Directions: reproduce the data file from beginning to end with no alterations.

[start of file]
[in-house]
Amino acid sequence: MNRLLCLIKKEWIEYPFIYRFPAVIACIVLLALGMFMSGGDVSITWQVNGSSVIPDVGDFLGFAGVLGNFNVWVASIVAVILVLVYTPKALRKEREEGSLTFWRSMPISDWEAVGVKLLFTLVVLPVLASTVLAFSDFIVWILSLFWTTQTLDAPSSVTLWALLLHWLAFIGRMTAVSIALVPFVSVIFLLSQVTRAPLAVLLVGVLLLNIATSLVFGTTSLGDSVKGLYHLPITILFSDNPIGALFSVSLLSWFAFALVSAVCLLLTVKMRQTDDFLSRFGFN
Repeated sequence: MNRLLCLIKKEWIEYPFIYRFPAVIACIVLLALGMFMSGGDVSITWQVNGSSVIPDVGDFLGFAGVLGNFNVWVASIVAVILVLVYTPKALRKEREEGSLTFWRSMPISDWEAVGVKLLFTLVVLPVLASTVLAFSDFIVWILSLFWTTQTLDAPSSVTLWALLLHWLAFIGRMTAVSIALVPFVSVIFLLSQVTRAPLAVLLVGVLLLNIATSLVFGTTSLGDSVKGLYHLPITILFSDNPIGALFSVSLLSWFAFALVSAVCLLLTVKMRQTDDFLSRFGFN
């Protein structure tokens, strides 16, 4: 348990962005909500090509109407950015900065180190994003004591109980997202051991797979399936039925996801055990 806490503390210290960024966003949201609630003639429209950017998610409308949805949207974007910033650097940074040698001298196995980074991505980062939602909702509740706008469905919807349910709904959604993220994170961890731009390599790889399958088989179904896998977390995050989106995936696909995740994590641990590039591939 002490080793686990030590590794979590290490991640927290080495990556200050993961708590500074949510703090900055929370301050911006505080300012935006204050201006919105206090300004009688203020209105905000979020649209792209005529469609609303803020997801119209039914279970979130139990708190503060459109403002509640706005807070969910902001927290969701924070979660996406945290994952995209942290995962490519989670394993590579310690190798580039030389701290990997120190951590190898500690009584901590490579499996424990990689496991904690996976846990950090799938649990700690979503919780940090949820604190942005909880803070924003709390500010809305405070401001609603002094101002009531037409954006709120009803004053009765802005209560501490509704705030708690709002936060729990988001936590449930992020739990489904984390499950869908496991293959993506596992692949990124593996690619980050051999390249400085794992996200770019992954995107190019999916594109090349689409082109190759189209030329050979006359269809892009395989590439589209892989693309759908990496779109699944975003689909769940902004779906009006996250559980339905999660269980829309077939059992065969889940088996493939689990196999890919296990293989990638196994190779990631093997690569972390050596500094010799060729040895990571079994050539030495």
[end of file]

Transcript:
[in-house]
Amino acid sequence: MNRLLCLIKKEWIEYPFIYRFPAVIACIVLLALGMFMSGGDVSITWQVNGSSVIPDVGDFLGFAGVLGNFNVWVASIVAVILVLVYTPKALRKEREEGSLTFWRSMPISDWEAVGVKLLFTLVVLPVLASTVLAFSDFIVWILSLFWTTQTLDAPSSVTLWALLLHWLAFIGRMTAVSIALVPFVSVIFLLSQVTRAPLAVLLVGVLLLNIATSLVFGTTSLGDSVKGLYHLPITILFSDNPIGALFSVSLLSWFAFALVSAVCLLLTVKMRQTDDFLSRFGFN
Repeated sequence: MNRLLCLIKKEWIEYPFIYRFPAVIACIVLLALGMFMSGGDVSITWQVNGSSVIPDVGDFLGFAGVLGNFNVWVASIVAVILVLVYTPKALRKEREEGSLTFWRSMPISDWEAVGVKLLFTLVVLPVLASTVLAFSDFIVWILSLFWTTQTLDAPSSVTLWALLLHWLAFIGRMTAVSIALVPFVSVIFLLSQVTRAPLAVLLVGVLLLNIATSLVFGTTSLGDSVKGLYHLPITILFSDNPIGALFSVSLLSWFAFALVSAVCLLLTVKMRQTDDFLSRFGFN
């Protein structure tokens, strides 16, 4: 348990962005909500090509109407950015900065180190994003004591109980997202051991797979399936039925996801055990 806490503390210290960024966003949201609630003639429209950017998610409308949805949207974007910033650097940074040698001298196995980074991505980062939602909702509740706008469905919807349910709904959604993220994170961890731009390599790889399958088989179904896998977390995050989106995936696909995740994590641990590039591939 002490080793686990030590590794979590290490991640927290080495990556200050993961708590500074949510703090900055929370301050911006505080300012935006204050201006919105206090300004009688203020209105905000979020649209792209005529469609609303803020997801119209039914279970979130139990708190503060459109403002509640706005807070969910902001927290969701924070979660996406945290994952995209942290995962490519989670394993590579310690190798580039030389701290990997120190951590190898500690009584901590490579499996424990990689496991904690996976846990950090799938649990700690979503919780940090949820604190942005909880803070924003709390500010809305405070401001609603002094101002009531037409954006709120009803004053009765802005209560501490509704705030708690709002936060729990988001936590449930992020739990489904984390499950869908496991293959993506596992692949990124593996690619980050051999390249400085794992996200770019992954995107190019999916594109090349689409082109190759189209030329050979006359269809892009395989590439589209892989693309759908990496779109699944975003689909769940902004779906009006996250559980339905999660269980829309077939059992065969889940088996493939689990196999890919296990293989990638196994190779990631093997690569972390050596500094010799060729040895990571079994050539030495």